Qizi Bay (pronounced "cheesy" bay, I'm not kidding) was a once in a lifetime site located on the western coast of Hainan Island, China. Although Hainan has a subtropical climate, the west coast is fairly dry and would have led to a great playing surface compared with the other courses on the Island as they must deal with heavy amounts of rainfall throughout the year. The site was an absolute wonder of not only beautiful sand dunes but rock formations, mountains backdrops, ocean views, and spectacular native vegetation. Massive wild pineapple "trees", native grasses, ferns, pine scrub and plenty of cactus added a unique character to the property
I made my first visit to the site in February of 2010 with Brian Curley to explore the site before he started working on a routing plan. The boundaries were vaguely defined, but the client was leaning toward a 36 hole golf resort. Everyone was excited about the potential of this golf course and we even made a trip to Bandon Dunes the following summer with our potential shaper to get a better idea on how to properly handle the sandy, oceanside terrain. Over the coming months we made follow up visits to walk various routing concepts, attending meetings with land planners and the ownership. Eventually the owner brought a Club Pro and GM on board to help the process along as we were finalizing the design. A year went by, then two, then three, I would sometime pass the GM walking down the street on my way to Starbucks (there was no Starbucks on the Island when this project started) where I was always met with a friendly smile, but over time a look of disappointment started to show through as we both realized this course would never be.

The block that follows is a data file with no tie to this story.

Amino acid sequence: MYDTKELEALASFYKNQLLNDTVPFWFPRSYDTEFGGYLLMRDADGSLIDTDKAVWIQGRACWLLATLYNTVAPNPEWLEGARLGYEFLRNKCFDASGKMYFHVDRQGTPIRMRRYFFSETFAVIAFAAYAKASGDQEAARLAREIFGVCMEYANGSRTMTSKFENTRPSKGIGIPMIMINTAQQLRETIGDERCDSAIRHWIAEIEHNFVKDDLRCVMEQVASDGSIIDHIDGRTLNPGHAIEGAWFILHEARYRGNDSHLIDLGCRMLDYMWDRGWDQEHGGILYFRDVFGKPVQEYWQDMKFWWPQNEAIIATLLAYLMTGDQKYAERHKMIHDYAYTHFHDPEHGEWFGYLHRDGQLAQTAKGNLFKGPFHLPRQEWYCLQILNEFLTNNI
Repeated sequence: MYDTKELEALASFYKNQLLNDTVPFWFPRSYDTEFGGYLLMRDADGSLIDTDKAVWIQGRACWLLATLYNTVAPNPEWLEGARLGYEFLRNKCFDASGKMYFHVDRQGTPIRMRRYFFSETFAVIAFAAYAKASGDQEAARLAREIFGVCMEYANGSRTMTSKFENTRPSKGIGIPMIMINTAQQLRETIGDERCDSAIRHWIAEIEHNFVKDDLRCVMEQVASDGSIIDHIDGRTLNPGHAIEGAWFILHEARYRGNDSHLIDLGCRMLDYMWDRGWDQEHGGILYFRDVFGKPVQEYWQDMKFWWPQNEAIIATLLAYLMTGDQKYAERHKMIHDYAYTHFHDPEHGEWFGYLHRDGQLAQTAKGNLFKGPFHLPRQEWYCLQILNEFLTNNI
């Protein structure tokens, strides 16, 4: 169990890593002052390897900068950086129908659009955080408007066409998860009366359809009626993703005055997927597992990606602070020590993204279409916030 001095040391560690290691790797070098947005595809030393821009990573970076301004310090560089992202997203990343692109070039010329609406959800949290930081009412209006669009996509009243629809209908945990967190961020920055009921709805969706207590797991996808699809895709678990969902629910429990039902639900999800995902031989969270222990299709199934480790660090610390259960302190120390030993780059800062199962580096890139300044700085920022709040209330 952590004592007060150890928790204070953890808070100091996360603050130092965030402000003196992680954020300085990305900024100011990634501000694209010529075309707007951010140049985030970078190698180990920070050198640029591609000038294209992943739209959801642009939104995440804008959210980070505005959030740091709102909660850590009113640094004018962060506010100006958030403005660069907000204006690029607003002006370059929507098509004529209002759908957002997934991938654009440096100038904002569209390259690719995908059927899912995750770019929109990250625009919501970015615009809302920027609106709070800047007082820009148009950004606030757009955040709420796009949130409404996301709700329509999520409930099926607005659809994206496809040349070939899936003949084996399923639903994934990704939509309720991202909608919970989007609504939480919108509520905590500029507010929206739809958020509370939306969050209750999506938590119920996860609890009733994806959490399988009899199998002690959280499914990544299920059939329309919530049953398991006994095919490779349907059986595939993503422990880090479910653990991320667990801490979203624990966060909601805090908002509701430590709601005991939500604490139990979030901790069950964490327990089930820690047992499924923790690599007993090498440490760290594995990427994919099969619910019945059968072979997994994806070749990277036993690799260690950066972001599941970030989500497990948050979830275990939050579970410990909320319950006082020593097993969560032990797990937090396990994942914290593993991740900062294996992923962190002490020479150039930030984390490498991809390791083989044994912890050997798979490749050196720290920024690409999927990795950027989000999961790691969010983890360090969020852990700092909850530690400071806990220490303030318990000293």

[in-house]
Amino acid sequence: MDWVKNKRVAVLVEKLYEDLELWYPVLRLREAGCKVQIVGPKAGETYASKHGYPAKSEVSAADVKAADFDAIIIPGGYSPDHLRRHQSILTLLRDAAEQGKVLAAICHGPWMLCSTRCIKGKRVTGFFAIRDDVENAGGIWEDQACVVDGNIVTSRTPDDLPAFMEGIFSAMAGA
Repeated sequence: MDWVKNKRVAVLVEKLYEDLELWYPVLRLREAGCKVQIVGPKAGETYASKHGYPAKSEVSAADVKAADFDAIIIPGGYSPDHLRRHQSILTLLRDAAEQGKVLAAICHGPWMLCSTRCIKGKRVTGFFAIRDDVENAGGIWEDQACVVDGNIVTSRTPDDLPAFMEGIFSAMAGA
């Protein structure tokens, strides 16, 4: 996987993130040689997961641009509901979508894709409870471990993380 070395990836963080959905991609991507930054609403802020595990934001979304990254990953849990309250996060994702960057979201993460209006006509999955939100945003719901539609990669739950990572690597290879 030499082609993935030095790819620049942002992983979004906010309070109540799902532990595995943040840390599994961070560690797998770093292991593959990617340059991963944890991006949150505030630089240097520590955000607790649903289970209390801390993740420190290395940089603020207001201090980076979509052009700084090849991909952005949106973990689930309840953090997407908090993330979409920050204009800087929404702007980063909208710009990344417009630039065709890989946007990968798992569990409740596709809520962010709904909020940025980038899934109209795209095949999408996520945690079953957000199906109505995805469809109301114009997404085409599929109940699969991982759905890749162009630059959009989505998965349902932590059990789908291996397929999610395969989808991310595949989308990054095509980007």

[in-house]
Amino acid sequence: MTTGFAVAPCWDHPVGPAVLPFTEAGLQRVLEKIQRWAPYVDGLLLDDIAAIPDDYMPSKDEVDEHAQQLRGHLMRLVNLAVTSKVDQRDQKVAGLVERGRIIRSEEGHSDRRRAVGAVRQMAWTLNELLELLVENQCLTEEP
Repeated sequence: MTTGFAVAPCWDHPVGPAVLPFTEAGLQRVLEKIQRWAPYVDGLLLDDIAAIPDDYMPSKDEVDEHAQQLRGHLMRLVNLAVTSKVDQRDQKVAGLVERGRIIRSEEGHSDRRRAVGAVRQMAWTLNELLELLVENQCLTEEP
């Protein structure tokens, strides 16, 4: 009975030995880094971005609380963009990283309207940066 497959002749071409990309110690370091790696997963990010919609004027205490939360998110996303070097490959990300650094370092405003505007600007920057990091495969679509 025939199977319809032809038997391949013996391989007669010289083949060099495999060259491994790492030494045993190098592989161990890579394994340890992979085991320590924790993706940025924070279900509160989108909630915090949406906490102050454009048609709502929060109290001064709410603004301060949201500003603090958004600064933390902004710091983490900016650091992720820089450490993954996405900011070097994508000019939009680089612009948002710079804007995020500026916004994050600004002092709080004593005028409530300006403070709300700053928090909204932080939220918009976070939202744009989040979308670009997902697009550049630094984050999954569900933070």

A gallery of various site photos and vegetation at Qizi Bay
The most disappointing part of my story is not that Qizi Bay failed to get off the ground, it is that one golf courses did start, and finish. The site of this golf course was right next door, the land was not as dramatic but it was a pure sand base with the same great vegetation. Unfortunately the course was not properly designed or constructed. From my understanding, a local Chinese contractor had built the golf course in-house and without a proper golf course architect, and it shows. Unfortunately, a very basic golf course built, it's artificial ponds littered the terrain, coming into play on 8 holes, catch basins were installed throughout the fairways and containment mounding was pushed up on the edges of play, disrupting the natural flow of the land. The golf course looked as though it were built from a set of computer drawings, with little regard to the site. The end result can be seen in the photos below and stands in stark contrast to the golf courses we had planned to build, a golf course with soul, with attention to the finest of details and with the utmost care in preserving the existing nature of the land.